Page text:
This black bear is one of a group of animals, owned by an Ohio man, that were confiscated from a Jay County property Friday. The United States Department of Agriculture and staff from Wild Animal Sanctuary of Colorado removed the animals with assistance from Jay County Sheriff’s Office. Sanctuary officials said the animals were taken because Sawmiller was not following USDA guidelines for housing them. (The Commercial Review/Ray Cooney)
This black bear is one of a group of animals, owned by an Ohio man, that were confiscated from a Jay County property Friday. The United States Department of Agriculture and staff from Wild Animal Sanctuary of Colorado removed the animals with assistance from Jay County Sheriff’s Office. Sanctuary officials said the animals were taken because Sawmiller was not following USDA guidelines for housing them. (The Commercial Review/Ray Cooney)

Seven bears and one cougar.

That’s how many wild animals were confiscated Friday from an Ohio man housing them on a Jay County property.

Representatives from the U.S. Department of Agriculture, staff from Wild Animal Sanctuary of Keenesburg, Colorado, and local officials worked together for about five hours beginning about 10 a.m. Friday to remove a combination of grizzly and black bears, as well as one mountain lion, from the property.

The animals formerly belonged to Ohio native Robert Sawmiller, who leases space to house them at the 4200 N. 150 East property owned by David and Emma Eicher.

Sawmiller’s animals were removed Friday because, according to Wild Animal Sanctuary staff, he was not following the USDA guidelines for housing them. He also owns two other large cats at the premises that were not removed because they were not suffering, said sanctuary founder Pat Craig.

In Indiana, it is legal to own a variety of traditionally wild animals, such as bears and mountain lions, with the correct permit. Ohio, however, has had a law since 2012 that denotes such creatures as “dangerous animals” and prohibits any ownership.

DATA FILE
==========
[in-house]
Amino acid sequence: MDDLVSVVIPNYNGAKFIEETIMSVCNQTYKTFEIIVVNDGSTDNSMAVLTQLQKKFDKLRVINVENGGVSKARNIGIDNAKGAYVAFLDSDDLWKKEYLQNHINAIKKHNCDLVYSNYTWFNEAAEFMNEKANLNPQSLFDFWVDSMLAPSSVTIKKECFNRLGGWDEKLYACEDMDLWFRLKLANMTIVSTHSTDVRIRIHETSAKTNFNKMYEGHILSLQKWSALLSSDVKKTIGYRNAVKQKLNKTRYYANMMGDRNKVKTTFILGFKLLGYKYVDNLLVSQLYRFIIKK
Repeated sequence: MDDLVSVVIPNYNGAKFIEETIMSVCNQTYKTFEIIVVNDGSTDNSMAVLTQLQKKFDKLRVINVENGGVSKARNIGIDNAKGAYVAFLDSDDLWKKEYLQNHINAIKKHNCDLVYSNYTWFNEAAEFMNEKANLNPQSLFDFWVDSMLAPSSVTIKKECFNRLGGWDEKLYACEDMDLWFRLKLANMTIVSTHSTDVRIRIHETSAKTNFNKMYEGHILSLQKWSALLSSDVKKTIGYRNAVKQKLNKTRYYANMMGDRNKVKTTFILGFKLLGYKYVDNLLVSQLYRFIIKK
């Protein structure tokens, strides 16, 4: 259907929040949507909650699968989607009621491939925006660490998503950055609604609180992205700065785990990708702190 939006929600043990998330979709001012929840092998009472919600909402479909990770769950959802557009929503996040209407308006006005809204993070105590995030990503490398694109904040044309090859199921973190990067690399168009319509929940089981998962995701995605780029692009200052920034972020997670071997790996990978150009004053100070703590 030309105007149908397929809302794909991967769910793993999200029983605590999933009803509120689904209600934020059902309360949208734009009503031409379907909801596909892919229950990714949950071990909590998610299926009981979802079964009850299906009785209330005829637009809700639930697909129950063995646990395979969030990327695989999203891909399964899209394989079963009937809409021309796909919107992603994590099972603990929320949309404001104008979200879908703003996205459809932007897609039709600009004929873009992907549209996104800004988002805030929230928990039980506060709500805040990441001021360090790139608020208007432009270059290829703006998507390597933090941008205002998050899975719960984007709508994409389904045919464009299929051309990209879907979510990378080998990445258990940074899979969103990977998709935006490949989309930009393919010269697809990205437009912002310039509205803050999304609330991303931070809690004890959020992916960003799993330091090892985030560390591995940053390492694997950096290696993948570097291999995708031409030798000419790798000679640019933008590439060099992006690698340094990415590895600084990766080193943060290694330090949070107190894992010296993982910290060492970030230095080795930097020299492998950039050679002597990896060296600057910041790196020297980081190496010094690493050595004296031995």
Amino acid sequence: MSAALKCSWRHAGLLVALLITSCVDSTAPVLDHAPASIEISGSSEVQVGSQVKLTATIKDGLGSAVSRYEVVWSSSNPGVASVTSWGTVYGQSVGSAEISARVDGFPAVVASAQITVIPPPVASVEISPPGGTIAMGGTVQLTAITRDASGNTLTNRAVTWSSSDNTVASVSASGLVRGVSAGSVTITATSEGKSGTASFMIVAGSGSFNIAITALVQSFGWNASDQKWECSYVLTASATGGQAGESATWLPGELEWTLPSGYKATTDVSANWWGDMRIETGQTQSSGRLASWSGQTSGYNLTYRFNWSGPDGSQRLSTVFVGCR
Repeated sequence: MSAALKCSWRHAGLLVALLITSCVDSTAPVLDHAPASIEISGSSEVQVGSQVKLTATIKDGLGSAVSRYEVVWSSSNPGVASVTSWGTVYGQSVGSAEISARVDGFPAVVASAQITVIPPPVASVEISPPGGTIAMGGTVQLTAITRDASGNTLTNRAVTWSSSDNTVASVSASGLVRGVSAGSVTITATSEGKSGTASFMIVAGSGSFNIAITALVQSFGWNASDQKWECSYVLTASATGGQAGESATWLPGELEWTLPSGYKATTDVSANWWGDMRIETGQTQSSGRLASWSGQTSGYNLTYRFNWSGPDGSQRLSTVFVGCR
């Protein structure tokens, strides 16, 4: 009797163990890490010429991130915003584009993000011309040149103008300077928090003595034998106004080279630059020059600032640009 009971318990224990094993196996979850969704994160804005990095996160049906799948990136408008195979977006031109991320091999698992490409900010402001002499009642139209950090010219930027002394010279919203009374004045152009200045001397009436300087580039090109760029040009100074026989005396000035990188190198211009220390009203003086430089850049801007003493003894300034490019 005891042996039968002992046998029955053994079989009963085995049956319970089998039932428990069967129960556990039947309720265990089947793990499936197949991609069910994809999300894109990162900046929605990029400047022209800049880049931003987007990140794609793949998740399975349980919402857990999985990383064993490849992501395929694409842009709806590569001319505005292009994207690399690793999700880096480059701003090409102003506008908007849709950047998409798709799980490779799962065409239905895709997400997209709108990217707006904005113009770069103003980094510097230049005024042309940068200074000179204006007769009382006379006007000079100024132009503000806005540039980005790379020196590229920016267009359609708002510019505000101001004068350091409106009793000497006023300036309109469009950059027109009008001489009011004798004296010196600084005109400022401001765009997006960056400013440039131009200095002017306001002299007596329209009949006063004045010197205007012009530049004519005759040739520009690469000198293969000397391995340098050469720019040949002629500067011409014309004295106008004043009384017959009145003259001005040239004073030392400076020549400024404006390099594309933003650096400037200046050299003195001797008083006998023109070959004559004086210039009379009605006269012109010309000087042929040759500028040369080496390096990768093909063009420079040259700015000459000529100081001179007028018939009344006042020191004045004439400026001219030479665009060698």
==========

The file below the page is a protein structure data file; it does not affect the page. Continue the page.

Sanctuary staff worked on the property on the east side of county road 150 West between county roads 400 north and 500 north, coaxing the animals from their enclosures and into cages. They used a forklift to transport the cages down the driveway and to the road, where they were then placed in a large trailer.

Other than temperatures reaching the low teens, Wild Animal Sanctuary CEO Ryan Clements said, the process went smoothly. It did take a while to declutter the area and coax the animals into portable cages, he added.

Clements estimated their enclosures at the Jay County property were 20 feet by 20 feet for three bears. Craig said the animals were living in a space providing little shelter from the cold weather and with no bedding.

“They had given (the owner) opportunities –– like they always do,” Craig explained, noting that the USDA had informed Sawmiller of the necessary changes several times before seizing the animals Friday. His organization has taken ownership of the animals and will be keeping them at his Keenesburg sanctuary about 40 miles northeast of Denver.

With about 10,500 acres of land and more than 600 lions, tigers, bears and wolves, Wild Animal Sanctuary’s three facilities (two in Colorado and one in Texas) represent the world’s largest carnivore sanctuaries.

In total, the organization has about 80 employees and 160 volunteers.

Sheriff Dwane Ford and deputy Brad Wendel joined the group Friday for extra assistance. Ford, a former conservation officer, talked about how the team worked efficiently, and he emphasized the importance of the public following protocols.

“There’s just laws that you have to follow and go by,” he said. “No matter what you’re doing.”

Craig started Wild Animal Sanctuary more than 40 years ago and opened its Keenesburg location to the public about 20 years ago for educational purposes. The organization spays and neuters each incoming creature to avoid reproduction. He and his staff –– such as Clements, who has been there nine years –– have picked up animals from all over the United States, as well as Canada and Mexico.

“We just want them to live out the rest of their lives as happy, healthy and natural as they would in the wild,” Clements said. “It’s crazy seeing a grizzly bear you rescued like these guys up on rock cliffs or in valleys, up on trees, and just watching the site. It’s just so much better than what (they) were in.”

The staff made visits to the Greater Wynnewood Exotic Animal Park formerly owned by Netflix series star Joe Exotic, also known as the “Tiger King.” Craig said he and his staff have confiscated animals three or four times from the franchise, which was taken over by Jeff Lowe, renamed “Tiger King Park” and moved from Wynnewood to Thackerville, Oklahoma.

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